Statistical Policy Directive No. 3 prohibits Executive Branch employees from commenting on the release of principal federal economic indicators for 60 minutes after their release. The White House Office of Management and Budget (OMB) is seeking public comment on whether that 60-minute window is still appropriate given the many changes in the information landscape since the policy directive was issued in 1985. OMB is not considering changes to the embargo on the release of any information or comment about federal statistics before their official release by the statistical agencies, only whether policy officials should be allowed to comment earlier than 60 minutes after their release.
The text under consideration is:
“Except for members of the staff of the agency issuing the principal economic indicator who have been designated by the agency head to provide technical explanations of the data, employees of the Executive Branch shall not comment publicly on the data until at least one hour after the official release time.”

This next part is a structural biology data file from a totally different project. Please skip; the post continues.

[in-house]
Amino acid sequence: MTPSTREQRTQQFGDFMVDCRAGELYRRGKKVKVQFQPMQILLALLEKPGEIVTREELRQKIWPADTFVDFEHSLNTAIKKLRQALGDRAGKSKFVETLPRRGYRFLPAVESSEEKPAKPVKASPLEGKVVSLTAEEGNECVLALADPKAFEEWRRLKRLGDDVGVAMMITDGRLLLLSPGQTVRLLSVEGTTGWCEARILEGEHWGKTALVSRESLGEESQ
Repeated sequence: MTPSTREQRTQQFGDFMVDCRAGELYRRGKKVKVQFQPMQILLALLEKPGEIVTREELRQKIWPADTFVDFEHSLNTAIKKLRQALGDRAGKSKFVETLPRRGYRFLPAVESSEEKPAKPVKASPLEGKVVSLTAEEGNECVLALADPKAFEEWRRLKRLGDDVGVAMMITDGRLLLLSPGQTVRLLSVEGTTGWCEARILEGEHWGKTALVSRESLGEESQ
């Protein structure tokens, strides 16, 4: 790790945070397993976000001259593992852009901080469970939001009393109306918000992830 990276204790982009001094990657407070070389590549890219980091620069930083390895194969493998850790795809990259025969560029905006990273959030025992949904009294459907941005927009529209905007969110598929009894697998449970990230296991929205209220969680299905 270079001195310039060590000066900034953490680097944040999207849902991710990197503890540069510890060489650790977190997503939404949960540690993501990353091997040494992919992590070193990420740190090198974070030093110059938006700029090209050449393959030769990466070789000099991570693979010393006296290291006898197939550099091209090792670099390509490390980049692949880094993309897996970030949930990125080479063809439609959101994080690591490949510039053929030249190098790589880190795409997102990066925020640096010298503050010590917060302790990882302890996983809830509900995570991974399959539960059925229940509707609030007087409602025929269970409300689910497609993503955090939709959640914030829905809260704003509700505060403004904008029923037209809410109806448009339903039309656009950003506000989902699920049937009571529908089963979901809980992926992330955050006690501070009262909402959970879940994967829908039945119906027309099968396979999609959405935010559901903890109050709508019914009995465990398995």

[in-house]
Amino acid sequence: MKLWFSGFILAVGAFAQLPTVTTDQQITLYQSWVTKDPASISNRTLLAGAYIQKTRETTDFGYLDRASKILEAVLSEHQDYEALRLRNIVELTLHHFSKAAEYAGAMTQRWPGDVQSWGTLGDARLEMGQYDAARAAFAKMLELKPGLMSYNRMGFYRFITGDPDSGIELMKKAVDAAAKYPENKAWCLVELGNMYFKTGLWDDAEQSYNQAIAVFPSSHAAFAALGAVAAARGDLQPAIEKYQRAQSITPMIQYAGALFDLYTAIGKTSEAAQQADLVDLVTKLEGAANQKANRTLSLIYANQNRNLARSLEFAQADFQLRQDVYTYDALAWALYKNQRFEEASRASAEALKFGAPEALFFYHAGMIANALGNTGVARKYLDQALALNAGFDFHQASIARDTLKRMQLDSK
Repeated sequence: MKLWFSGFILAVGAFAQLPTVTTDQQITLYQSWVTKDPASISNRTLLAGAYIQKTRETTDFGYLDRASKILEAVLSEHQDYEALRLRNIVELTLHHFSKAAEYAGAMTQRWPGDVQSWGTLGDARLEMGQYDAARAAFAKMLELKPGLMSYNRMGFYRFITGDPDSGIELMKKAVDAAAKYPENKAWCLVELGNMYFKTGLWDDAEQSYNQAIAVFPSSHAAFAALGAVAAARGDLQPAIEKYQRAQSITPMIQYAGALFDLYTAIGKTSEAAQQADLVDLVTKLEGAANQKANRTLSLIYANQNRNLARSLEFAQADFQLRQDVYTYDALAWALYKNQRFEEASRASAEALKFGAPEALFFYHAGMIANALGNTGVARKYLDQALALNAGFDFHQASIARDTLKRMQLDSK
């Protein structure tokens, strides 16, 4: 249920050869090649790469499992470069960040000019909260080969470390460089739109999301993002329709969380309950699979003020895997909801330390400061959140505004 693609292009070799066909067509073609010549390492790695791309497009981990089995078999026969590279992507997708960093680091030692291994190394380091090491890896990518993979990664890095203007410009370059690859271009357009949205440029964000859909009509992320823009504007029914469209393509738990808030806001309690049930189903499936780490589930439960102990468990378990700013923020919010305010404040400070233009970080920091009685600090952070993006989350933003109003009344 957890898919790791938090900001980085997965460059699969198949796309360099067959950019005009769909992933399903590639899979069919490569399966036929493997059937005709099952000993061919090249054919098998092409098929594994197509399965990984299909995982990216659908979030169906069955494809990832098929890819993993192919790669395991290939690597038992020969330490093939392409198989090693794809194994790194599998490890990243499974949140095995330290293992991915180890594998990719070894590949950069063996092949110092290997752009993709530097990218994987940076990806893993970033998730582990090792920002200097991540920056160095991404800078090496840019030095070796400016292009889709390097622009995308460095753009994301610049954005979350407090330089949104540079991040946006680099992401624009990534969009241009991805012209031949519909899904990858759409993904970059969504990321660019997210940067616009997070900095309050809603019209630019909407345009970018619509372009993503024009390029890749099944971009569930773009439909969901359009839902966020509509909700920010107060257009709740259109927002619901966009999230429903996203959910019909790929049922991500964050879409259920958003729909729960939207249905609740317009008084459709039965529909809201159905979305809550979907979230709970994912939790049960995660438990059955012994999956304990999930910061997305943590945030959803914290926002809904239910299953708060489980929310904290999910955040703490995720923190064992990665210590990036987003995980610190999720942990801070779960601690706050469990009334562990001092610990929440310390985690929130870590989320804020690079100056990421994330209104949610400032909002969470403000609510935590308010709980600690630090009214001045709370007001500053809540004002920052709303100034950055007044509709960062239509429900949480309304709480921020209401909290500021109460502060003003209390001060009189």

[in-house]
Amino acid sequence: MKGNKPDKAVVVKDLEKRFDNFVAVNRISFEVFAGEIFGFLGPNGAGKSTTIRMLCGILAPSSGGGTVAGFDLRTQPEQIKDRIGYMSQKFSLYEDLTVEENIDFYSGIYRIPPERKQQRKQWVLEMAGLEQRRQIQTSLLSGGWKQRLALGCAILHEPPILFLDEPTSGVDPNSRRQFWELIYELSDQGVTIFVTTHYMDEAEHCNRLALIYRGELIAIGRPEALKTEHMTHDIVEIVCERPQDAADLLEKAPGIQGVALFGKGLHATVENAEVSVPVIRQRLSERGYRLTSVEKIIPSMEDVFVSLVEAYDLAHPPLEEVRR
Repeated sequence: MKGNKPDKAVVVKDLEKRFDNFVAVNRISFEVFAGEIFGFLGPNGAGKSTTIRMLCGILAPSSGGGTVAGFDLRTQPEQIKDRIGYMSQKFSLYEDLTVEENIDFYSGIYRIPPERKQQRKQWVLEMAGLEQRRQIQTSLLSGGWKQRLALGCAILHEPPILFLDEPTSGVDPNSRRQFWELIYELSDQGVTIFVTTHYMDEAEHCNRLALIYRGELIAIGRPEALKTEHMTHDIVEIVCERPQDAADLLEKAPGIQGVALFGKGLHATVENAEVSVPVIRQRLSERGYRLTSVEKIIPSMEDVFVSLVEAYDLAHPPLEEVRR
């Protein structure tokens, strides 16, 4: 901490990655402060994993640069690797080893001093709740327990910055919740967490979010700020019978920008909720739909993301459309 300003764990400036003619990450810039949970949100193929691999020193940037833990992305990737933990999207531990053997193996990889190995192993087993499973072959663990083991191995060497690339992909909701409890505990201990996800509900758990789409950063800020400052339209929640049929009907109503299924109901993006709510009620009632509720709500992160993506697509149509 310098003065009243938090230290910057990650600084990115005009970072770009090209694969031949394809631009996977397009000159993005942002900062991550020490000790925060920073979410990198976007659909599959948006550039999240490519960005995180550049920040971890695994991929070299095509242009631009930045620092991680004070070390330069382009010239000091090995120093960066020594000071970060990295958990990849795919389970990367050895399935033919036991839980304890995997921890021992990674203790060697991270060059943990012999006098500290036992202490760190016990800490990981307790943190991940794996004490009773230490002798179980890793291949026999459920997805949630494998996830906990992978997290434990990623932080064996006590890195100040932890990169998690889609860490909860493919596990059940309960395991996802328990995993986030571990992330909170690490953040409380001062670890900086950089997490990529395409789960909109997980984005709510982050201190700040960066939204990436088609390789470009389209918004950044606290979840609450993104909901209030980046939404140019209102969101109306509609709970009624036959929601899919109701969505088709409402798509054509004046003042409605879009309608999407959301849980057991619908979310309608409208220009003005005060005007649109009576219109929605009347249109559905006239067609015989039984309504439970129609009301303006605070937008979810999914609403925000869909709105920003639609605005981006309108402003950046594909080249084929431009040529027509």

The goal of this language was to draw a sharp distinction between “the release of the statistics and their accompanying explanation and analysis, on the one hand, and the more general type of policy-oriented comment which is a function of the official responsible for policy making, on the other.” However, given that statistical agencies can now publicly release their data on their own websites and disseminate them through social media, and that these releases can be reported on nearly instantaneously by the media, OMB is seeking guidance on whether 60 minutes is still the right length of time to prohibit comments from policy officials within the Executive Branch (or if the window is still necessary at all). It should be noted that it is the position of the White House Counsel that the President does not qualify as an “employee” of the Executive Branch, but any officials within Executive Branch agencies who disseminate his comments (retweeting him, for example), would be subject to these rules.
Full details on the request for comments are available in the Federal Register notice. Comments must be submitted by June 10, 2019.